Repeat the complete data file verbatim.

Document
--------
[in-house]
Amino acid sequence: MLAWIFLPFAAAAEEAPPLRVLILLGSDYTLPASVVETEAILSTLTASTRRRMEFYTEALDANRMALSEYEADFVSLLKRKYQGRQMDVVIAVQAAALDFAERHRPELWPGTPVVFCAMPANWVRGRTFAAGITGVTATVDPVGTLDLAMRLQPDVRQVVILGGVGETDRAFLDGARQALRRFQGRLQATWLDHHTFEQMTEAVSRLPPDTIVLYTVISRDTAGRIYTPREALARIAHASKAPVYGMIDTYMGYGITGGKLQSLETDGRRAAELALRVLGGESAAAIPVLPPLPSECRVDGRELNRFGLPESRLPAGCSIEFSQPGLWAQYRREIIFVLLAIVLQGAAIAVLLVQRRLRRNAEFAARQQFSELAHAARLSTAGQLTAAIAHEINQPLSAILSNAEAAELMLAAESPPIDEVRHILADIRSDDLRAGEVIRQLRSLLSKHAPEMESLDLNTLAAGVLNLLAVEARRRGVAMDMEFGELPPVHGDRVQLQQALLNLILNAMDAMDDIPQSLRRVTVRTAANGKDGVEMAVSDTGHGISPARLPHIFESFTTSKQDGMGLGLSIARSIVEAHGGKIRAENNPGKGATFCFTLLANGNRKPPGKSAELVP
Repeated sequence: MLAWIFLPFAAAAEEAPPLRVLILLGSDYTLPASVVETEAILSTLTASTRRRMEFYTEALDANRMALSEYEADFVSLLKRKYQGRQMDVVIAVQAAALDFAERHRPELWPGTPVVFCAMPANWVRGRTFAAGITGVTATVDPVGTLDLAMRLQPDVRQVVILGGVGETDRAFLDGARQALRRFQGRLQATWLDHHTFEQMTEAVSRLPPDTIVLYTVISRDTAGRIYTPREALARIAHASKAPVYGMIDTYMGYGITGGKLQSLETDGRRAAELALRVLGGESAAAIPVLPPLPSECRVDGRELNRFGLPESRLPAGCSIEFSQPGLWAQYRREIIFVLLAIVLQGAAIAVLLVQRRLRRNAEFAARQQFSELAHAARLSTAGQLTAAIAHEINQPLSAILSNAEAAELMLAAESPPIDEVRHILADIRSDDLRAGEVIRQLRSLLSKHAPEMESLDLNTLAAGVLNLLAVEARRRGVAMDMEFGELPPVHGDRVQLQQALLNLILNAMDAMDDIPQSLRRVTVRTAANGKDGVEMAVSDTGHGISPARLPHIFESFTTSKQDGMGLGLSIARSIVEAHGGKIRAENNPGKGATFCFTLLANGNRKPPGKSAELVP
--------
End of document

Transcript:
[in-house]
Amino acid sequence: MLAWIFLPFAAAAEEAPPLRVLILLGSDYTLPASVVETEAILSTLTASTRRRMEFYTEALDANRMALSEYEADFVSLLKRKYQGRQMDVVIAVQAAALDFAERHRPELWPGTPVVFCAMPANWVRGRTFAAGITGVTATVDPVGTLDLAMRLQPDVRQVVILGGVGETDRAFLDGARQALRRFQGRLQATWLDHHTFEQMTEAVSRLPPDTIVLYTVISRDTAGRIYTPREALARIAHASKAPVYGMIDTYMGYGITGGKLQSLETDGRRAAELALRVLGGESAAAIPVLPPLPSECRVDGRELNRFGLPESRLPAGCSIEFSQPGLWAQYRREIIFVLLAIVLQGAAIAVLLVQRRLRRNAEFAARQQFSELAHAARLSTAGQLTAAIAHEINQPLSAILSNAEAAELMLAAESPPIDEVRHILADIRSDDLRAGEVIRQLRSLLSKHAPEMESLDLNTLAAGVLNLLAVEARRRGVAMDMEFGELPPVHGDRVQLQQALLNLILNAMDAMDDIPQSLRRVTVRTAANGKDGVEMAVSDTGHGISPARLPHIFESFTTSKQDGMGLGLSIARSIVEAHGGKIRAENNPGKGATFCFTLLANGNRKPPGKSAELVP
Repeated sequence: MLAWIFLPFAAAAEEAPPLRVLILLGSDYTLPASVVETEAILSTLTASTRRRMEFYTEALDANRMALSEYEADFVSLLKRKYQGRQMDVVIAVQAAALDFAERHRPELWPGTPVVFCAMPANWVRGRTFAAGITGVTATVDPVGTLDLAMRLQPDVRQVVILGGVGETDRAFLDGARQALRRFQGRLQATWLDHHTFEQMTEAVSRLPPDTIVLYTVISRDTAGRIYTPREALARIAHASKAPVYGMIDTYMGYGITGGKLQSLETDGRRAAELALRVLGGESAAAIPVLPPLPSECRVDGRELNRFGLPESRLPAGCSIEFSQPGLWAQYRREIIFVLLAIVLQGAAIAVLLVQRRLRRNAEFAARQQFSELAHAARLSTAGQLTAAIAHEINQPLSAILSNAEAAELMLAAESPPIDEVRHILADIRSDDLRAGEVIRQLRSLLSKHAPEMESLDLNTLAAGVLNLLAVEARRRGVAMDMEFGELPPVHGDRVQLQQALLNLILNAMDAMDDIPQSLRRVTVRTAANGKDGVEMAVSDTGHGISPARLPHIFESFTTSKQDGMGLGLSIARSIVEAHGGKIRAENNPGKGATFCFTLLANGNRKPPGKSAELVP